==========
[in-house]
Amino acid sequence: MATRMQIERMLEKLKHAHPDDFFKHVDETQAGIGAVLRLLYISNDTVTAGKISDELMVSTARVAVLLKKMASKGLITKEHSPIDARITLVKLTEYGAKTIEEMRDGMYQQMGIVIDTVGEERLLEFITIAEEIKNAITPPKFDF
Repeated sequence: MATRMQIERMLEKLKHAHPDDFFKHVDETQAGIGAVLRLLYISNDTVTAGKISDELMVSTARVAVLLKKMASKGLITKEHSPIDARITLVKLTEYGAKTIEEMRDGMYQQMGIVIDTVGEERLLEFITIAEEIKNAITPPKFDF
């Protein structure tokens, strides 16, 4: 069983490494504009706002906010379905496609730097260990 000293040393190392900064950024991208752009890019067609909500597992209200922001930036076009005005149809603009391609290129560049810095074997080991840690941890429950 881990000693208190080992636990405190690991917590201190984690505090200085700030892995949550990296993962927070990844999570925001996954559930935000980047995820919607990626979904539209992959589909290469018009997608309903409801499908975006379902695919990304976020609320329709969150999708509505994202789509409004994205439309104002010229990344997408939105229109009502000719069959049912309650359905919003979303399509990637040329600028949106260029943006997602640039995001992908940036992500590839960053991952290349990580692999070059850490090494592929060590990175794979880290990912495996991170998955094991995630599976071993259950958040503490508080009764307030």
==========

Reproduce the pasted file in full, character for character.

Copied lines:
[in-house]
Amino acid sequence: MATRMQIERMLEKLKHAHPDDFFKHVDETQAGIGAVLRLLYISNDTVTAGKISDELMVSTARVAVLLKKMASKGLITKEHSPIDARITLVKLTEYGAKTIEEMRDGMYQQMGIVIDTVGEERLLEFITIAEEIKNAITPPKFDF
Repeated sequence: MATRMQIERMLEKLKHAHPDDFFKHVDETQAGIGAVLRLLYISNDTVTAGKISDELMVSTARVAVLLKKMASKGLITKEHSPIDARITLVKLTEYGAKTIEEMRDGMYQQMGIVIDTVGEERLLEFITIAEEIKNAITPPKFDF
């Protein structure tokens, strides 16, 4: 069983490494504009706002906010379905496609730097260990 000293040393190392900064950024991208752009890019067609909500597992209200922001930036076009005005149809603009391609290129560049810095074997080991840690941890429950 881990000693208190080992636990405190690991917590201190984690505090200085700030892995949550990296993962927070990844999570925001996954559930935000980047995820919607990626979904539209992959589909290469018009997608309903409801499908975006379902695919990304976020609320329709969150999708509505994202789509409004994205439309104002010229990344997408939105229109009502000719069959049912309650359905919003979303399509990637040329600028949106260029943006997602640039995001992908940036992500590839960053991952290349990580692999070059850490090494592929060590990175794979880290990912495996991170998955094991995630599976071993259950958040503490508080009764307030």